The Hill and the Hall Week in Review

1204300281Each Friday, Paul McMorrow will take you inside the smoke-filled rooms and darkly-lit corridors of government to bring you the hottest and juiciest political tidbits. This week: Sal’s work on his short game threatens the commonwealth, or not, John Tobin fires a shot across Tom Menino‘s bough, plus Pervs! Casinos! And Chuck Turner!

The most talked-about man on Beacon Hill continued to be widely talked about this week, as news that Speaker Sal DiMasi has been playing golf with a decades-old friend, while not playing golf with a guy with a horrific haircut sparked an ethics uproar. It’s the surest sign yet that the state GOP has given up trying to win elections altogether, and will now focus solely on lobbing wobbly ethics complaints at its Democratic foes. (And that Scot Lehigh hasn’t met a bad golf metaphor he doesn’t like.)

The threat golf poses to democracy extends far beyond the current casino debate, though. Boston minorities who enjoy voting had better watch their backs: DiMasi occasionally hits the links with former Speaker Tom Finneran. Can federal voting rights violations, disgrace, and tears be far behind?

Legislators returned from their mid-winter jaunts to Orlando this week, and immediately got back to doing the people’s business. Which is to say, they threw themselves neck-deep into pervs. Pervs, pervs, pervs, pervs, pervs. A question nobody else has asked yet: Have any of these pervs ever gone golfing with Donald Trump? Somebody get Peter Torkildsen on the phone, quick!

Chuck Turner is one of the few city councilors who actually hasn’t been mentioned as a mayoral wannabe, but perhaps he should throw his hat in the race. Soaring rhetoric is king lately. During an otherwise excruciating debate on whether or not to accept piles of rare public housing money from the feds, Turner uncorked what may be the non-election election year slogan of the year: “This is America. Some benefit, while others move backwards. Isn’t it time we had a policy where we all move forward?”

If David Axelrod is reading this, no, you guys can’t borrow that one, too.

Turner’s paean came after one of the young session’s most bizarrely contentious debates. He and Charles Yancey had railed against the demolition and reconstruction of Roslindale’s Washington-Beech public housing development because the new housing complex, while not built in the cheap, failed, rotting mid-century style, would push residents toward home ownership, thus reducing the stock of public housing units, and thus also totally hate on poor people.

As Yancey put great wind behind this viewpoint, Council President Maureen Feeney (a self-described “project kid” who grew up in Dorchester’s Franklin Field development) shook her head and shot the Mattapan councilor one of the icier looks we’ve seen inside City Hall in a while.

How wicked excited is Mayor Menino that, thanks to councilor John Tobin, the city council will be debating term limits just as election season heats up? Obviously, the term limits proposal will be a vehicle for mayoral critics to paint Menino as this generation’s Kevin White – a tenacious mayor who remains in office, past his time, for tenacity’s sake. What remains to be seen is whether this little trick can work better than it did when Maura Hennigan pulled it three years ago.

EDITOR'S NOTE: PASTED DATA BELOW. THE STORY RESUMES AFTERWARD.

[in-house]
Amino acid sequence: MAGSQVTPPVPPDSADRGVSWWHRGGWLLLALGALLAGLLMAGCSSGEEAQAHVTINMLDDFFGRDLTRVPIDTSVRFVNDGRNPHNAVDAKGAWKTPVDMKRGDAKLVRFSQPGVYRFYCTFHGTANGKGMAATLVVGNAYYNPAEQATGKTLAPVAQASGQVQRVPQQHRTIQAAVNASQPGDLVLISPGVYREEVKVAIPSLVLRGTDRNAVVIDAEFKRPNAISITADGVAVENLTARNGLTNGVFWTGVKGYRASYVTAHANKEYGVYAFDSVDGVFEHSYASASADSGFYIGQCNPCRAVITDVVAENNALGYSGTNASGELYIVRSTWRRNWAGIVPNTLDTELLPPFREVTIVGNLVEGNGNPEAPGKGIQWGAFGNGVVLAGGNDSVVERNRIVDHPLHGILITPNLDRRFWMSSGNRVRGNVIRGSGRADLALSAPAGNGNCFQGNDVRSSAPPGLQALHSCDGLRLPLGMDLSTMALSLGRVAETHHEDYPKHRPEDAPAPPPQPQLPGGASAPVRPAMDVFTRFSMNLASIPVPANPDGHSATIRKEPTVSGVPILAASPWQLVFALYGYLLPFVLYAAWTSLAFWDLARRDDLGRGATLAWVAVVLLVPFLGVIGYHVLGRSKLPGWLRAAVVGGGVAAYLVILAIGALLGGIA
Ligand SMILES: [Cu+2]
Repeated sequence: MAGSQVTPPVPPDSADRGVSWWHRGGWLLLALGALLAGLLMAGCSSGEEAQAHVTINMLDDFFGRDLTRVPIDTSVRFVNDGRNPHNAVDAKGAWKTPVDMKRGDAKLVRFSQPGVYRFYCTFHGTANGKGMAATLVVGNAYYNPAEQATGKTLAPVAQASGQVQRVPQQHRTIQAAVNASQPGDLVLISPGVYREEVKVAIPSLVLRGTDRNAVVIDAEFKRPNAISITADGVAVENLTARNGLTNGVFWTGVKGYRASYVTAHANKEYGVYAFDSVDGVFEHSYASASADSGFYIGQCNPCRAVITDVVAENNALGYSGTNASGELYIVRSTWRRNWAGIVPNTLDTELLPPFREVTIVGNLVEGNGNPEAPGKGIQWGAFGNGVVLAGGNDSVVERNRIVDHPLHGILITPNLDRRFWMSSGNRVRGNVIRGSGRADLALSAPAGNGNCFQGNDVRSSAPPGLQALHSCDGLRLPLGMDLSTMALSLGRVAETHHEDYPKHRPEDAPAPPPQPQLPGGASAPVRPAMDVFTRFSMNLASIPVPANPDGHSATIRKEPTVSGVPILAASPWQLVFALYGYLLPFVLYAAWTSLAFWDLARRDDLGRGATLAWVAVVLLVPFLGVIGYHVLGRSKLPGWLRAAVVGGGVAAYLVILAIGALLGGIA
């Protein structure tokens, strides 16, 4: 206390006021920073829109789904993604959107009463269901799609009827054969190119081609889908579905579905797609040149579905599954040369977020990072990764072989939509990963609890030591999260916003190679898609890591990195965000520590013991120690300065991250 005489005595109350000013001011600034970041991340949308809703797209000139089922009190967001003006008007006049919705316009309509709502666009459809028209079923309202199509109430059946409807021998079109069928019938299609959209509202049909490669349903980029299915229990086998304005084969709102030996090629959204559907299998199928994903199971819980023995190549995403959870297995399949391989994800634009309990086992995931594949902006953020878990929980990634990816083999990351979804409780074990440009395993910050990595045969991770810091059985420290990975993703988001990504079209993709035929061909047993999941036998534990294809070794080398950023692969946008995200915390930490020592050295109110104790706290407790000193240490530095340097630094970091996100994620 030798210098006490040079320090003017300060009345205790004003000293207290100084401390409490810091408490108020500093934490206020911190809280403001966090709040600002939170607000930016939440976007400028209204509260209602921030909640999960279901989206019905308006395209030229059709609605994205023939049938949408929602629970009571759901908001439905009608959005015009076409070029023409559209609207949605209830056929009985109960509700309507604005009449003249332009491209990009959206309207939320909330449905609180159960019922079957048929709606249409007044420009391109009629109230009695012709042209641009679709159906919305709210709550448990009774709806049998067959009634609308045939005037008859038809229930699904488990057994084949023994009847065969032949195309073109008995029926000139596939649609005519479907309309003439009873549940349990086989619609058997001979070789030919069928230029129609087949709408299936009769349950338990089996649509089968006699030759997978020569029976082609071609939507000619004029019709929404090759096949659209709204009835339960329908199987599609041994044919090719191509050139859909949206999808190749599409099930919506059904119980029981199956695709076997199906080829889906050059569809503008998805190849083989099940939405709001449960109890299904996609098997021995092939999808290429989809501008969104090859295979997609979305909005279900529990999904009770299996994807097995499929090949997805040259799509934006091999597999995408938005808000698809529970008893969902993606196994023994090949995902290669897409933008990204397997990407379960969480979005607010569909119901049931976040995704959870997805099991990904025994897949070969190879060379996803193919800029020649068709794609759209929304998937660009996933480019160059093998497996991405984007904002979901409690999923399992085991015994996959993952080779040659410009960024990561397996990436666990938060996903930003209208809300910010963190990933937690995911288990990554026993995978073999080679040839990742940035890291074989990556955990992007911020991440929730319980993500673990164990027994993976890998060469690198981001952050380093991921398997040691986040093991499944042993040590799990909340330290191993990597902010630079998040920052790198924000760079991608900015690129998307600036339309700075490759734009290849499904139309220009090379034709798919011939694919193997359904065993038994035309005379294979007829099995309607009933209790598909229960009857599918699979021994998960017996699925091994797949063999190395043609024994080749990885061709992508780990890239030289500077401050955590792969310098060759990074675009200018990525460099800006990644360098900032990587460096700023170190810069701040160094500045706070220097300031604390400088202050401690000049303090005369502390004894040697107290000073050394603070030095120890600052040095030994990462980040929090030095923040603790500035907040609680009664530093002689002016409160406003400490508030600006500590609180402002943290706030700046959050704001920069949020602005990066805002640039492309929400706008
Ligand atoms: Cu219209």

Hey, have you heard about this casino thing? Yeah. It’s kind of a big deal. And after last week’s abrupt cancellation, the stakes for the legislature’s upcoming gambling hearing (set for a to-be-determined date in March when committee co-chairs Dan Bosley and Jack Hart can align their schedules) are growing by the day.

House members are already being polled for the big vote, even though a full third of the House is said to remain undecided. Meanwhile, reports had Gov. Deval Patrick also taking a number of casino-related meetings with lawmakers this week.

And while the pro-casino side has already lined up labor and municipal leaders to lobby fence-sitters, Bosley is hoping the hearing gives him the ammunition he needs to show his colleagues that Patrick’s rosy predictions don’t hold water.

“We’ll ask the administration what made them come to these conclusions, we’ll look at what’s happened in other states, we’ll try to collect a lot of data,” Bosley says. “We’re looking at this from an economic perspective. My two basic questions are, what does it cost to bring that money back from Connecticut, and where does that money come from?”

Bosley’s looking forward to the hearing, he says, because it’ll finally be a chance to have a “wider discussion about costs and ramifications. That hasn’t happened publicly. The public discussion has been very baseline – it’s been, ‘We’re losing money to Connecticut, and people want to gamble anyway.'”

While the hearing should be quite constructive to anybody actually willing to sit through it – the showdown over the governor’s background research should be especially contentious – Bosley doesn’t expect many of the gambling advocates who’ll testify to stray far off message, because they’ll be playing to the press, not the committee.

“It’s not a good issue for the press,” he says, matter-of-factly. “The good issues are, there’s friction between the governor and the speaker. We’ll take testimony all day, and maybe six lines of testimony will show up the next day. The governor’s going to come down and say, ‘We’re going to have 30,000 jobs,’ and I’ll say, ‘No, you’re not.’ And we’ll go back and forth and have a wider discussion, but that’s what shows up in the paper. And the proponents know this. So they never have to go deeper.”

Wire services contributed to this report.